ελαβον (λαμβανω) aor. "[they] received. the disciples received the divine revelation communicated by Jesus, i.e. they put their faith in the gospel, having recognized Jesus' credentials.

v9 ερωτω (ερωταω) pres. "I pray" this word is often employed in John's gospel of Jesus praying to the Father.
ου περι του κοσμου "[I am] not [praying] for the world" - The position of "not the world" is emphatic here, a concern sometimes expressed by commentators over Jesus' harsh neglect of the lost. But in fact, it is through the disciples' mission that God's love for humanity is realized in the calling out and saving of the lost.  So Jesus prays for the means to save του κοσμου

v10 τα εμα παντα "all I have [is yours]" - a problem with the neuter - Jesus is surely speaking of God's chosen "all who are mine are yours.
δεδοξασμαι (δοξαζω) perf. pas. "glory has come" – the perfect is expressing a completed act with ongoing consequences.

v11 ουκετι ειμι "I will remain [in the world] no longer" - the present tense expresses immediacy, so it actually reads "I am no longer in the world".

ερχομαι "I am coming" – since Jesus is addressing the Father, "coming" rather than “going” makes more sense.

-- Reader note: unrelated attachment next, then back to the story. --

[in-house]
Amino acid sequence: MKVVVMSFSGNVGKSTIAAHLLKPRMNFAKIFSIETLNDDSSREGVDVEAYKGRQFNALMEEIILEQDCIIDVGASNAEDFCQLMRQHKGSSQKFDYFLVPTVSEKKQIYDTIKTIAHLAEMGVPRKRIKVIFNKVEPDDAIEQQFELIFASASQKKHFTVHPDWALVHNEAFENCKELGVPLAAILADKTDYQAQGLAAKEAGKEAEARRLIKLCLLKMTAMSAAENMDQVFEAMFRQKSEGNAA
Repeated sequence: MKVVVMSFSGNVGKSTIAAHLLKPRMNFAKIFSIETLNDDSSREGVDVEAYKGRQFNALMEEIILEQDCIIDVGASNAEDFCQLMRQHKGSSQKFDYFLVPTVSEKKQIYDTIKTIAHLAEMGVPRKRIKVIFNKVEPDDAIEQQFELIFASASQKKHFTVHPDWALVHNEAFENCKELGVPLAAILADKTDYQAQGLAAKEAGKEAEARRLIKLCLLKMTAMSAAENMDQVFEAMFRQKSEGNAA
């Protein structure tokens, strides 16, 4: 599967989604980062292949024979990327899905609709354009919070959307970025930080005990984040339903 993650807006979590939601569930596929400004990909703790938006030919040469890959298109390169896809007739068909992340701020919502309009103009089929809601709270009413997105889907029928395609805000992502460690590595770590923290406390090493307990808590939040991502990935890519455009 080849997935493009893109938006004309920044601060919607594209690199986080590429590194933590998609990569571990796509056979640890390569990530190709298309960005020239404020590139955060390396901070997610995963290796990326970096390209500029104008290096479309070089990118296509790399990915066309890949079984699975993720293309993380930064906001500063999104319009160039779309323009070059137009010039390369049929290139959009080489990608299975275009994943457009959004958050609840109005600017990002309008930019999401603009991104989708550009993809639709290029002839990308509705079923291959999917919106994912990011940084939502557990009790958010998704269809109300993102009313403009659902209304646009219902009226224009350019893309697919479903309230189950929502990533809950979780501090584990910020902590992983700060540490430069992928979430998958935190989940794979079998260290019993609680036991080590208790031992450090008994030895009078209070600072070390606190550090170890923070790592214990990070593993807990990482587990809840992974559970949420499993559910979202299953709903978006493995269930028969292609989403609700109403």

Left Behind - Pr. Kruse

There are few that aim beyond themselves, therefor they remain entangled in themselves and cannot be elevated in spirit above themselves. - Thomas a’Kempis

Congratulations! You have been left behind. Jesus is going to the Father and you, you are in the world and there you are meant to be and there he leaves you — for now. You have, by definition, been left behind.
Good for you. 

The great High Priestly Prayer of Jesus — a prayer of consecration, if you like — has many theological twists and turns in it that echo and advance the case that the Gospel as a whole has and will make, but there remains one overarching little fact that is echoed throughout the prayer: Jesus will leave these, his disciples and those who will come after them, here  in this world where their presence will not always be welcomed.